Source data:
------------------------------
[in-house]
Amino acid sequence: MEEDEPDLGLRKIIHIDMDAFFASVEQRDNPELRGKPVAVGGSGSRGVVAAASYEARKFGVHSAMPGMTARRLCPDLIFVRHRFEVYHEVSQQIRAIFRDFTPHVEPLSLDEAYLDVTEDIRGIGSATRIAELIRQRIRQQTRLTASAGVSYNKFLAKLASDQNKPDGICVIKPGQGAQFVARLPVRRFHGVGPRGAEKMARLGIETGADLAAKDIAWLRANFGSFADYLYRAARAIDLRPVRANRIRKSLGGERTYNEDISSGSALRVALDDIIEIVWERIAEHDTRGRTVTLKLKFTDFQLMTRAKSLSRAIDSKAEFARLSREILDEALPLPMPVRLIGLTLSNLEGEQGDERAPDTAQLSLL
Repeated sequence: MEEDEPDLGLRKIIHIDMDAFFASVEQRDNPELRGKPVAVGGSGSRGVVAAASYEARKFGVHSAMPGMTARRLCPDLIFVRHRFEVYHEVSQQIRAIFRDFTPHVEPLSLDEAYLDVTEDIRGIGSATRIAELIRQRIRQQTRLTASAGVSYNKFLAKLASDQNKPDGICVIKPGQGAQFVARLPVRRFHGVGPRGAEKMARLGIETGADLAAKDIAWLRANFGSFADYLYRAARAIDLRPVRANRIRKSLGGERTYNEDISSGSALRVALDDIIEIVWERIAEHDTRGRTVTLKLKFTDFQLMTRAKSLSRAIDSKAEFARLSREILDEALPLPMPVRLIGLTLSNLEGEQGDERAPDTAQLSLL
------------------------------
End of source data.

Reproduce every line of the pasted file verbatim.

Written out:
[in-house]
Amino acid sequence: MEEDEPDLGLRKIIHIDMDAFFASVEQRDNPELRGKPVAVGGSGSRGVVAAASYEARKFGVHSAMPGMTARRLCPDLIFVRHRFEVYHEVSQQIRAIFRDFTPHVEPLSLDEAYLDVTEDIRGIGSATRIAELIRQRIRQQTRLTASAGVSYNKFLAKLASDQNKPDGICVIKPGQGAQFVARLPVRRFHGVGPRGAEKMARLGIETGADLAAKDIAWLRANFGSFADYLYRAARAIDLRPVRANRIRKSLGGERTYNEDISSGSALRVALDDIIEIVWERIAEHDTRGRTVTLKLKFTDFQLMTRAKSLSRAIDSKAEFARLSREILDEALPLPMPVRLIGLTLSNLEGEQGDERAPDTAQLSLL
Repeated sequence: MEEDEPDLGLRKIIHIDMDAFFASVEQRDNPELRGKPVAVGGSGSRGVVAAASYEARKFGVHSAMPGMTARRLCPDLIFVRHRFEVYHEVSQQIRAIFRDFTPHVEPLSLDEAYLDVTEDIRGIGSATRIAELIRQRIRQQTRLTASAGVSYNKFLAKLASDQNKPDGICVIKPGQGAQFVARLPVRRFHGVGPRGAEKMARLGIETGADLAAKDIAWLRANFGSFADYLYRAARAIDLRPVRANRIRKSLGGERTYNEDISSGSALRVALDDIIEIVWERIAEHDTRGRTVTLKLKFTDFQLMTRAKSLSRAIDSKAEFARLSREILDEALPLPMPVRLIGLTLSNLEGEQGDERAPDTAQLSLL